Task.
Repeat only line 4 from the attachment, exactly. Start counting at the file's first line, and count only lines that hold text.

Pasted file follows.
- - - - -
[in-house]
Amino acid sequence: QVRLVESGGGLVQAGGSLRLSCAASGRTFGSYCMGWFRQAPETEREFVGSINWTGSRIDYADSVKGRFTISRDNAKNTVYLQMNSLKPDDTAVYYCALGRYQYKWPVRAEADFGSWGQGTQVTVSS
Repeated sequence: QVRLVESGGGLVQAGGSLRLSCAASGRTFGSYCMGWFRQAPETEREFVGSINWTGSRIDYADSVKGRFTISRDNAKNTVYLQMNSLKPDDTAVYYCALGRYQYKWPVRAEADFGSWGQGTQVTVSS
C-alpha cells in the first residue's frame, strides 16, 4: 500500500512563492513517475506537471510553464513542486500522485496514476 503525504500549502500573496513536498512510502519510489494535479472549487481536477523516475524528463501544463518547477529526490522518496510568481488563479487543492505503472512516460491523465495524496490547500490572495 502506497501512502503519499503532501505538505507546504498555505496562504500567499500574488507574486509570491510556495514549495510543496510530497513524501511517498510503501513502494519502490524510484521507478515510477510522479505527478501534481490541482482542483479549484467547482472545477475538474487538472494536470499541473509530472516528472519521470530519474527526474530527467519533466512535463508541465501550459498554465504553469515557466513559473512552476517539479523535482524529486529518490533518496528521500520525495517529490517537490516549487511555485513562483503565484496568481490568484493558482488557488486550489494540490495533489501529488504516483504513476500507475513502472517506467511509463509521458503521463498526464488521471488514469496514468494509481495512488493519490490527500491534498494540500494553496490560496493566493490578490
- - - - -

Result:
C-alpha cells in the first residue's frame, strides 16, 4: 500500500512563492513517475506537471510553464513542486500522485496514476 503525504500549502500573496513536498512510502519510489494535479472549487481536477523516475524528463501544463518547477529526490522518496510568481488563479487543492505503472512516460491523465495524496490547500490572495 502506497501512502503519499503532501505538505507546504498555505496562504500567499500574488507574486509570491510556495514549495510543496510530497513524501511517498510503501513502494519502490524510484521507478515510477510522479505527478501534481490541482482542483479549484467547482472545477475538474487538472494536470499541473509530472516528472519521470530519474527526474530527467519533466512535463508541465501550459498554465504553469515557466513559473512552476517539479523535482524529486529518490533518496528521500520525495517529490517537490516549487511555485513562483503565484496568481490568484493558482488557488486550489494540490495533489501529488504516483504513476500507475513502472517506467511509463509521458503521463498526464488521471488514469496514468494509481495512488493519490490527500491534498494540500494553496490560496493566493490578490